Okay, maybe even that's not funny to you. But Beatty later makes the point that in the tradition of black humor--of humor, period--things get ugly sometimes, vicious even, and that means sometimes even the white ladies get it. Kanye ends the album with Gil Scott-Heron's monologue "Who Will Survive in America," which has its own crazy vagina-related metaphor about America--also meant to be absurd and comic, but drawing from America's own mythology. I'm not really willing to totally get behind this interpretation as a justification--his obsessiveness with the image makes me a little queasy--but at the least I think it's hard to analyze Kanye's lyrics outside of the understanding that he's fundamentally a comic, a sometimes viciously comic, rapper ... and an artist (think about the use of the American mythology of sex and skin color in the work of say, Kara Walker; it's a potent idea, still, and not one that should be off limits or restricted to "acceptable" presentations), and operating out of a tradition of which he's conscious (as indicated by the inclusion of Gil Scott-Heron and Chris Rock). And, of course, there's probably no great comedian in American history whose act I would play at a dinner party without expectation of giving some guest offense. I've tried it before--and seriously, don't do it, no matter how much you love Live on the Sunset Strip.That's funny?" Pryor asks."Yeah!""I could kick her a little, too.""Yeah!"No, kicking this white woman when she's down isn't funny, but talking about it being funny is.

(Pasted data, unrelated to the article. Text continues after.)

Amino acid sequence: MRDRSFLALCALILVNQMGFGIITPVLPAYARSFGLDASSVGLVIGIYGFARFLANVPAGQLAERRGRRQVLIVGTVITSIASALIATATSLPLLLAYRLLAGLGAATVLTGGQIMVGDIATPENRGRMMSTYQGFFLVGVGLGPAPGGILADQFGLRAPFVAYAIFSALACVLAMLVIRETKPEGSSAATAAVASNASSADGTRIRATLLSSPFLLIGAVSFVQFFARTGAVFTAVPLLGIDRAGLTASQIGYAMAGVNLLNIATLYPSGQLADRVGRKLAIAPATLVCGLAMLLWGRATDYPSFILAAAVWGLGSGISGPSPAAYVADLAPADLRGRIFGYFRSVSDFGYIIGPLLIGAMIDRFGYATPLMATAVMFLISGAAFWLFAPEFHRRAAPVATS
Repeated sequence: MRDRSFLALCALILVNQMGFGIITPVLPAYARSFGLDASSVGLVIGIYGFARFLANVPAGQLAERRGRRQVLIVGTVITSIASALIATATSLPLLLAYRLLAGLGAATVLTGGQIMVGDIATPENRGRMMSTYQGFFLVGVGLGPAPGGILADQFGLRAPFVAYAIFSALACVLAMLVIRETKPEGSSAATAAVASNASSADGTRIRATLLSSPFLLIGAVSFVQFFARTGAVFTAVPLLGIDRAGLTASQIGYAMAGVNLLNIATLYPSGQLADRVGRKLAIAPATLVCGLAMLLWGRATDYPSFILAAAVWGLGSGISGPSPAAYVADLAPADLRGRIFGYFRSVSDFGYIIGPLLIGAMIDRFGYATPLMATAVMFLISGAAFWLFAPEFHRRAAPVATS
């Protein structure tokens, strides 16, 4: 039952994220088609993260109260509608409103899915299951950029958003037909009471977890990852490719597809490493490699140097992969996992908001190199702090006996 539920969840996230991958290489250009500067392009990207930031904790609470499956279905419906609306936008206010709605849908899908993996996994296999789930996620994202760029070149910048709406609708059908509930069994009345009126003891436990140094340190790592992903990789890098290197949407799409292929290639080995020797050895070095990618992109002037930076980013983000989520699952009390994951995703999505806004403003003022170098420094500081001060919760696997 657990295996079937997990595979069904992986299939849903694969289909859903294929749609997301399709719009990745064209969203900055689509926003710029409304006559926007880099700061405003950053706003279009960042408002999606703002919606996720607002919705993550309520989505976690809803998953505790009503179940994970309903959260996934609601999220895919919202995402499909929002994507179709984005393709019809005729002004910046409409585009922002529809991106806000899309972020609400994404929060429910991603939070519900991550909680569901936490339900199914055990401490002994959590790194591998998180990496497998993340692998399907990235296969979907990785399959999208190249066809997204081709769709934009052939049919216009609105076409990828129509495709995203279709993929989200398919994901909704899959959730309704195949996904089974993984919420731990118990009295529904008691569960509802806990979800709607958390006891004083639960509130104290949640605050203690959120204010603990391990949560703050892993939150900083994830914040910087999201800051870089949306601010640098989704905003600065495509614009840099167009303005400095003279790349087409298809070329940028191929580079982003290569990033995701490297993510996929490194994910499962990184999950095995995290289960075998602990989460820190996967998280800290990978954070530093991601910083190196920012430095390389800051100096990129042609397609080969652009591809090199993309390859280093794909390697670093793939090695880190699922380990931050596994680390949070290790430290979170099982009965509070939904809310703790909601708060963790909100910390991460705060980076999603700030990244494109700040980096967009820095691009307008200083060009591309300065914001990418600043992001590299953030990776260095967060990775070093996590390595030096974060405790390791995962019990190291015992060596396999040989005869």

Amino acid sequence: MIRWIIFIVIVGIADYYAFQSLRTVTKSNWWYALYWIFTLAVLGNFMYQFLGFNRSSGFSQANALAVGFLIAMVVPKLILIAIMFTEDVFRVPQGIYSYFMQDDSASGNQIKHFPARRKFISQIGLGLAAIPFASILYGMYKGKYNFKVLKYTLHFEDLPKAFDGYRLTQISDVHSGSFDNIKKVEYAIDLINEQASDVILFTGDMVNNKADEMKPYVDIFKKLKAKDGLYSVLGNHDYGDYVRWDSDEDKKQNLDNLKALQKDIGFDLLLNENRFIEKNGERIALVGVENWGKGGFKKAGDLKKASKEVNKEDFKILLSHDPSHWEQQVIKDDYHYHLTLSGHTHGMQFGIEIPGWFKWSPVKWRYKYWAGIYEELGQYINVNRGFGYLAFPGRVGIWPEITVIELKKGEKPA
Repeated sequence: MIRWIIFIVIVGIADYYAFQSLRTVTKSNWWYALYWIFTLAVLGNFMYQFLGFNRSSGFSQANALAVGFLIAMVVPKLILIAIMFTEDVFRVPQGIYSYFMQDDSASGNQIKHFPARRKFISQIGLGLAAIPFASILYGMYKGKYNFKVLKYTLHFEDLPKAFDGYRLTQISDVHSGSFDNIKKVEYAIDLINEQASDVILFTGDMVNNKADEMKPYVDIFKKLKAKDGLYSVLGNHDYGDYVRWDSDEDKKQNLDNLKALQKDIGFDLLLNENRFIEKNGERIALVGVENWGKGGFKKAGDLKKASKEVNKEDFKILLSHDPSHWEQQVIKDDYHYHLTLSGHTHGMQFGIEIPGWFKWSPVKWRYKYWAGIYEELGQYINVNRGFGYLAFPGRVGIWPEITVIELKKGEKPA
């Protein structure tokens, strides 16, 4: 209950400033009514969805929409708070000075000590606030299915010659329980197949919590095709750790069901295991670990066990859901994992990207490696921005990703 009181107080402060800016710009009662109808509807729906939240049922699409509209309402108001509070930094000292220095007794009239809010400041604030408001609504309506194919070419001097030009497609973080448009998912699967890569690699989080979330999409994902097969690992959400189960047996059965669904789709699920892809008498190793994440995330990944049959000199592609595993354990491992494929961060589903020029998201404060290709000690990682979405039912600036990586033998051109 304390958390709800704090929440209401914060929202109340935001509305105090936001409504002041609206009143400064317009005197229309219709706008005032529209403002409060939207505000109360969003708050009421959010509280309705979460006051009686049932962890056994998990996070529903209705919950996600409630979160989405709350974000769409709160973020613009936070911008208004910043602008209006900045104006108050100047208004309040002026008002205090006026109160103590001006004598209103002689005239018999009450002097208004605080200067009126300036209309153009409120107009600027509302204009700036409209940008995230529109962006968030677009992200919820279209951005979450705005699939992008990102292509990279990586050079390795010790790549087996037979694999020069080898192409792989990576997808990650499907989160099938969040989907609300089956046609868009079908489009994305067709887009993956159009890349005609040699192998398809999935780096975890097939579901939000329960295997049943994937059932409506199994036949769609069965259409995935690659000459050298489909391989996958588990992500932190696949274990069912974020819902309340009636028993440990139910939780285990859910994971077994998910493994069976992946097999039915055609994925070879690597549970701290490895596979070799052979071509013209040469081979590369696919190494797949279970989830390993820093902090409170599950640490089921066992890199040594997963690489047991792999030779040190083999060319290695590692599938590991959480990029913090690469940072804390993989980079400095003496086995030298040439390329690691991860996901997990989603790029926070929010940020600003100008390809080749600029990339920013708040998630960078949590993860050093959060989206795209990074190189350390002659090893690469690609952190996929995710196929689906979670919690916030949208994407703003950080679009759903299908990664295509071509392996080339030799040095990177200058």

Even as rap undermines its whole demented code of money, cars, ho's, and hustlers, it markets it, markets itself. It makes rap in some ways the savviest and wittiest critique of the business of art ever conducted from inside of artworks, but the critique doesn't undermine the business: it is the business.
It was wrong when C. Delores Tucker did it, it was wrong when my stepfather did it when I was 13, and it's wrong now. I think Kanye is weird and sometimes terrible and sometimes brilliant and sometimes brilliant in terrible ways and vice versa. I think he's often wildly inappropriate and offensive--but I think if I was to come down one way or the other, I 'd say he's more of a provocateur--and a crafter of ambiguous narratives--than an evangelist of hate speech. But I'm open to the conversation. It's a credit to hip-hop, as opposed to most forms of American pop culture (e.g. the Oxygen network's Tuesday-night slate), that it has almost from the beginning been having this conversation, thanks to writers like dream, Joan Morgan, Tricia Rose, and our own Ta-Nehisi Coates.
One of the sad things about the decline of hip-hop related media is that it's harder to find a serious conversation by informed parties about hip-hop, in general--I think it's those informed conversations that have shifted and deepened the way we think about rap, how we listen to it, what we notice, which is what creates a space for music that goes deeper, takes risks, becomes richer and more ambiguous, more artful. I would argue that Kanye's album falls into that category, even if it stumbles along the way. The absence of the conversation--on a popular level, outside of academia -- has been catastrophic for the form. One of the gratifying things about the popularity of Jay-Z's book is that it brought some of these debates to kids who weren't even aware they were happening (and have been ongoing for two decades).
We want to hear what you think about this article. Submit a letter to the editor or write to email@example.com.